Tuesday, April 16, 2019|8:30AM-4:30PM
To innovate, lawyers need to embrace risk.
They must adopt new approaches, some of which are beyond the traditional domain of the law.
They need to be responsive to a fast evolving business landscape.
And they need to know how to work with clients to tailor strategic solutions.
The purpose of the Canadian Legal Innovation Forum - part of a wider series of forums being held across Canada - is to build a leadership network who can show you how to stay competitive in the business of law.
More panelists to be confirmed...
For Alberta lawyers, consider including this course as a CPD learning activity in your mandatory annual Continuing Professional Development Plan as required by the Law Society of Alberta.
Setting the scene: Western Canada’s Energy Future
Western Canada’s energy sector has been in flux for many years. This has influenced by many factors - both global and domestic. On the domestic front, regulation, falling FDI, stalled infrastructure investment, climate change policy and federal and provincial politics are all having pronounced impact. As a result, companies operating in the region are adapting their operations, strategies and approaches to risk. For lawyers working for or with these companies - the same applies. This panel will look at how the Western Canadian legal sector is adapting in response to these challenges.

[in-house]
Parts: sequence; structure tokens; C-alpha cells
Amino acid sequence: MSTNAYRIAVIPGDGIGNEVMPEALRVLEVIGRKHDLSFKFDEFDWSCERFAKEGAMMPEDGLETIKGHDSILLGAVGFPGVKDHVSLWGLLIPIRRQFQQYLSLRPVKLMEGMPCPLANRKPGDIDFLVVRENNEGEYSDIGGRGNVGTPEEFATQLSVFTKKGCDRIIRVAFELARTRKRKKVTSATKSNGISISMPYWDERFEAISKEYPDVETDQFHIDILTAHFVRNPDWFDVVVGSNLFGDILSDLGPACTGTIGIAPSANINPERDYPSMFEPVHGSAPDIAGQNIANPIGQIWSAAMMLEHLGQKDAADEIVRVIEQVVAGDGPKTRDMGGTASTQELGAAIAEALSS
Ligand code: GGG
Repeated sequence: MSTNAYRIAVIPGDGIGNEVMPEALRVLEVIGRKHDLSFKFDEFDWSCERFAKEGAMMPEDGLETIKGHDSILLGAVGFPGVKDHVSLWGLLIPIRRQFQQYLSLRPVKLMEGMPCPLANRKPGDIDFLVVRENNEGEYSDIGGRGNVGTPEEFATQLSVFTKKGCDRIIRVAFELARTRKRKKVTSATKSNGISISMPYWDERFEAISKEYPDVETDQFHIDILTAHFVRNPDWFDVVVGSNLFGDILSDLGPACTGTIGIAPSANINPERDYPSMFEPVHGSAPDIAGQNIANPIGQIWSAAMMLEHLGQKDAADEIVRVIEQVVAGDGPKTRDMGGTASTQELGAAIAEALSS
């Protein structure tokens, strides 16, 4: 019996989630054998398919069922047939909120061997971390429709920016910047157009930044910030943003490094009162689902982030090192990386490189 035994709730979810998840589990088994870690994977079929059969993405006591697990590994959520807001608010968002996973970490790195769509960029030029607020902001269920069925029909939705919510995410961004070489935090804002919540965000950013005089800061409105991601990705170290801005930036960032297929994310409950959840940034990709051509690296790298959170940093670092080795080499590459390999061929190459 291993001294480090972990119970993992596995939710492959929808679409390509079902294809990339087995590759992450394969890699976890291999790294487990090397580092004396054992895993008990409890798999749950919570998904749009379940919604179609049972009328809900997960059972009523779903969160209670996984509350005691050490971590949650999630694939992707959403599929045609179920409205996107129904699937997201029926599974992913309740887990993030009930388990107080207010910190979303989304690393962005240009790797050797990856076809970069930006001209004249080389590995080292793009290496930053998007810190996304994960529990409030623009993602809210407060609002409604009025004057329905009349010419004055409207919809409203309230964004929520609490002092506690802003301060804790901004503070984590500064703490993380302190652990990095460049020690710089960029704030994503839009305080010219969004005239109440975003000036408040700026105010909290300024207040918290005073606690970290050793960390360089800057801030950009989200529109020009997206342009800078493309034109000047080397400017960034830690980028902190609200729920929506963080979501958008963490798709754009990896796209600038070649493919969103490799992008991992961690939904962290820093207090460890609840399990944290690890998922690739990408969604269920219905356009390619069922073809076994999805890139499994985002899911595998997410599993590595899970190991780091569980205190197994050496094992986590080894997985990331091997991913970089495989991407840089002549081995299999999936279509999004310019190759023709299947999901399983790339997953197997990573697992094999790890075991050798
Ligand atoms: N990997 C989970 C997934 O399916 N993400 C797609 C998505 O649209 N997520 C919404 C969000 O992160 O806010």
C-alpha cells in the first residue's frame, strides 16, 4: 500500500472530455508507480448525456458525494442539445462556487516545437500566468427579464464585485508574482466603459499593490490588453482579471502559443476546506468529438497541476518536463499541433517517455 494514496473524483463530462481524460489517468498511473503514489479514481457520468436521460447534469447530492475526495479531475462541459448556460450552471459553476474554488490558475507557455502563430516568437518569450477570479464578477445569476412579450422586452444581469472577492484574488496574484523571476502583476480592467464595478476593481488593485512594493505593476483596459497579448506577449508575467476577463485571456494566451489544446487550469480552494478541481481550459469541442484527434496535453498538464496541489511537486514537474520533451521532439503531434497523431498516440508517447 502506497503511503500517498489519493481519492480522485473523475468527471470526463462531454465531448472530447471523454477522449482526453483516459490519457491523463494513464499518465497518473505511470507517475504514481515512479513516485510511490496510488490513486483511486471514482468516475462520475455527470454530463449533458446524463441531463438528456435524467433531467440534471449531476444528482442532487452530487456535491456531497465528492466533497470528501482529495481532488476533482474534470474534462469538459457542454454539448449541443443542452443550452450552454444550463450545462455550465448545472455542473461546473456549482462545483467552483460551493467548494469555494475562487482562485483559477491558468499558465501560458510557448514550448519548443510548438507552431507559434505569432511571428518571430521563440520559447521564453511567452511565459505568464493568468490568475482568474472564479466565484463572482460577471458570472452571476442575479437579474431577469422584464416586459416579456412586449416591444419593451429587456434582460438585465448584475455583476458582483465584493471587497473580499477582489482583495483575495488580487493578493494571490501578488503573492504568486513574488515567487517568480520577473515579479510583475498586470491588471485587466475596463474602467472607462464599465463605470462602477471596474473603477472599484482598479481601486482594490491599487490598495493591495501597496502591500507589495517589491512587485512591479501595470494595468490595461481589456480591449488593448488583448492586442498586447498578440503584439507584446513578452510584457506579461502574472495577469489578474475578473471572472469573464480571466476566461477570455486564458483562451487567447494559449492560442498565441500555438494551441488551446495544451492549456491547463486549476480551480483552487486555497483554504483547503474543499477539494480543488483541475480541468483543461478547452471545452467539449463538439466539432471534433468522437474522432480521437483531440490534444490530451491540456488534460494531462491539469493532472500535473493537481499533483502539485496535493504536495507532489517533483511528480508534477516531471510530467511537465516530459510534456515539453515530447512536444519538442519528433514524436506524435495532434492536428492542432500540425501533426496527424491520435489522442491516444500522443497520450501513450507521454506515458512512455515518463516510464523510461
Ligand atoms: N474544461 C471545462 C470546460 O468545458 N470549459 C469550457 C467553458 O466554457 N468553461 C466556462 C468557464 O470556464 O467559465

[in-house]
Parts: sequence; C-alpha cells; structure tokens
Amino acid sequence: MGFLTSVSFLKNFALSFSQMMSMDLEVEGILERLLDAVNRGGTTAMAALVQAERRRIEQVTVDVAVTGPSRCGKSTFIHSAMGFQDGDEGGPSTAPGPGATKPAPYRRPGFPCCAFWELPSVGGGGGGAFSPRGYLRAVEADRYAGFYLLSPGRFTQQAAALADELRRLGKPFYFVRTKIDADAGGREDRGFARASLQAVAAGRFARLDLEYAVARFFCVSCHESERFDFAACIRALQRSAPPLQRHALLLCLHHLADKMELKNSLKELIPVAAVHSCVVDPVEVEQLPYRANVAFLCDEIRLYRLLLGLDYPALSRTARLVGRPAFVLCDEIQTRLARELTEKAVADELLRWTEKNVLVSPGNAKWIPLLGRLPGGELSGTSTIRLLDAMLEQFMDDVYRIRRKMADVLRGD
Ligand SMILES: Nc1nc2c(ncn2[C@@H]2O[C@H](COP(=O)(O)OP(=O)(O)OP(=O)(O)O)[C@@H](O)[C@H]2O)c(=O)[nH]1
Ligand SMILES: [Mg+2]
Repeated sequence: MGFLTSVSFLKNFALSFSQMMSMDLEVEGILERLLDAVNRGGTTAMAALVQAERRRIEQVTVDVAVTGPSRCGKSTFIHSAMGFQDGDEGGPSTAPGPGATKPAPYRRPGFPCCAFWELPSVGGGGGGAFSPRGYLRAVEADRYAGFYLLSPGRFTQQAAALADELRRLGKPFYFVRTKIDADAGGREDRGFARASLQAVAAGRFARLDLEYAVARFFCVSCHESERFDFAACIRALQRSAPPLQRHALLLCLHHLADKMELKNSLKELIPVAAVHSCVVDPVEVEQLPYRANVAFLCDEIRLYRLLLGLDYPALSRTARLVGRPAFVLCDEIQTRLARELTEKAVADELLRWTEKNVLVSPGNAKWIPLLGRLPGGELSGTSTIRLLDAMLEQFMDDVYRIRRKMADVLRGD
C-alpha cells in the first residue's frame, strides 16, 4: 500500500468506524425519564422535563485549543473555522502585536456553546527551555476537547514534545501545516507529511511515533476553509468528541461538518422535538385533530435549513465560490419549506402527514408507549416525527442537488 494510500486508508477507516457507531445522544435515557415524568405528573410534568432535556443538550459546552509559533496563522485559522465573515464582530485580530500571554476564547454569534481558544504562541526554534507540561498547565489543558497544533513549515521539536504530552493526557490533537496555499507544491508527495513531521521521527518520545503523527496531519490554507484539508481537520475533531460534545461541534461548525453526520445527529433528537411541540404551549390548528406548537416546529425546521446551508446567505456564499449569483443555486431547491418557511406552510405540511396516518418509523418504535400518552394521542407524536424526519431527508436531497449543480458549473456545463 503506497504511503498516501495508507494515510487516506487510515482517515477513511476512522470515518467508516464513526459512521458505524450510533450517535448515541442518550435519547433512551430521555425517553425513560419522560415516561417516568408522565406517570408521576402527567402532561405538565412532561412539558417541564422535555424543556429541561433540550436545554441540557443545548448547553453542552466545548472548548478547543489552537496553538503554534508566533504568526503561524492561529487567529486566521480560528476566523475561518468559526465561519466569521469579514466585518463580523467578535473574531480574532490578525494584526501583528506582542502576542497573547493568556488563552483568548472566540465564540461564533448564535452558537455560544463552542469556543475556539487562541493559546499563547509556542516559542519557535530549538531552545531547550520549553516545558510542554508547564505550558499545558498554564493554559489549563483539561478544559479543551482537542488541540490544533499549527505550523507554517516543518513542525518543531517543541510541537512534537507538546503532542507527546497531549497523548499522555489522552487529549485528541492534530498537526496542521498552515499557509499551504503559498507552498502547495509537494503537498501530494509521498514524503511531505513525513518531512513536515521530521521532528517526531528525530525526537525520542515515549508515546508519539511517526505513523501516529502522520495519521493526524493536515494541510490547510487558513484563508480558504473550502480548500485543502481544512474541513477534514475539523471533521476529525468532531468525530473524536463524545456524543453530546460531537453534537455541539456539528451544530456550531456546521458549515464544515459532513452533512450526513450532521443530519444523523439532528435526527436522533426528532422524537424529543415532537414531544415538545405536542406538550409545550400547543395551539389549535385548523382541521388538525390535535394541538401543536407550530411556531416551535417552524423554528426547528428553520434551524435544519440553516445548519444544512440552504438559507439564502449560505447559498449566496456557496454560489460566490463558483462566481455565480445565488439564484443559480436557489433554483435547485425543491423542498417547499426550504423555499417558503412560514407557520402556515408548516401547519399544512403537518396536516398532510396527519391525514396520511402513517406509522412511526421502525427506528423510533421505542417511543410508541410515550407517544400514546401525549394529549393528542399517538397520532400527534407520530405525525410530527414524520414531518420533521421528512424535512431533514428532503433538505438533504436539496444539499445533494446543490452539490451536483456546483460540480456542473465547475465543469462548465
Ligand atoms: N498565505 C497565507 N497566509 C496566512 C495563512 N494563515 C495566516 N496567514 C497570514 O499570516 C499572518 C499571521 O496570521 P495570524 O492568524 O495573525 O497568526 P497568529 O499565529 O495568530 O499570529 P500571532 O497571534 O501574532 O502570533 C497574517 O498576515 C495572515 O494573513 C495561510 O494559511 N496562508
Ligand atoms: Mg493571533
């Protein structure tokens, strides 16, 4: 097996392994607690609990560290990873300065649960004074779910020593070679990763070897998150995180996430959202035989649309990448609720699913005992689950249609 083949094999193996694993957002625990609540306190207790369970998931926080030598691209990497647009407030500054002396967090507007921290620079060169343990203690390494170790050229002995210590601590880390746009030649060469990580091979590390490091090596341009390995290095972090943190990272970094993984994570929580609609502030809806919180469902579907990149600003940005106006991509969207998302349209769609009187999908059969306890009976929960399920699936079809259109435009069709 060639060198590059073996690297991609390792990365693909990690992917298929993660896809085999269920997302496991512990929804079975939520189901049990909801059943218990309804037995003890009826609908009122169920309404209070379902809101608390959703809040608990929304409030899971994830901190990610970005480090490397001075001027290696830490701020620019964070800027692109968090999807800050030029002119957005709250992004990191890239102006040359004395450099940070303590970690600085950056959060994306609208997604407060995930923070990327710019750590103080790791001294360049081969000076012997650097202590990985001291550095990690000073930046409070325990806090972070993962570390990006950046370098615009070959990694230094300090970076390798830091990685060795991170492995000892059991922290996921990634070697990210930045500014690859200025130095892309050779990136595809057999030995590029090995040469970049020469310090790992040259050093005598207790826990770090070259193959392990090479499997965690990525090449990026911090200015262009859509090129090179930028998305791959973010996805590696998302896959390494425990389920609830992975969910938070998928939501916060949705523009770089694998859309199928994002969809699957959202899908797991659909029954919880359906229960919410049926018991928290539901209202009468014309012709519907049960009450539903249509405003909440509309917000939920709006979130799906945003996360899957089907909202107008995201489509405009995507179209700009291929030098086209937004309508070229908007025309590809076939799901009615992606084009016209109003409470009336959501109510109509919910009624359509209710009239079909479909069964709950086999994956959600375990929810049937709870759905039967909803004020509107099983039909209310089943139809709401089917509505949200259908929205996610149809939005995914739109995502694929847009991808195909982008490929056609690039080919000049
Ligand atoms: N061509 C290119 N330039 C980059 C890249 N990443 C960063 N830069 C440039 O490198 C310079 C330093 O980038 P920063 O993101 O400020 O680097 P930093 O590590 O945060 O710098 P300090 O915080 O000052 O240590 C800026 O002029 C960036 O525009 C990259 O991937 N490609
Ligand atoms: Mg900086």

Al Reid, General Counsel, Cenovus
Shawn Denstedt Q.C., Vice Chair, Western Canada and Partner at Osler
Ted Brown, Partner, BD&P
Chair: David Spencer, Partner, Bennett Jones
Session: How is the structure of the legal sector changing?
For law firms and law departments, innovation goes beyond simply adopting new technology. To be innovative, lawyers must embrace risk taking approaches that are not always natural to them. They must retain talent in a market undergoing generational change. And they continuously need to justify their value to clients (both internal and external) not only as lawyers but strategic advisors. Competition remains fierce, with advisory firms and new law companies emerging as potent, disruptive competitors.This panel will discuss shifts in the legal ecosystem and how lawyers can recalibrate their approaches accordingly.
Ian Holloway, Dean, University of Calgary Law School
Lorne O'Reilly, Senior Counsel, The Dow Chemical Company
Gail Harding Q.C. (Former GC of Canadian Western Bank)
Chair: Carla Swansburg, Vice President & General Manager Canada, Epiq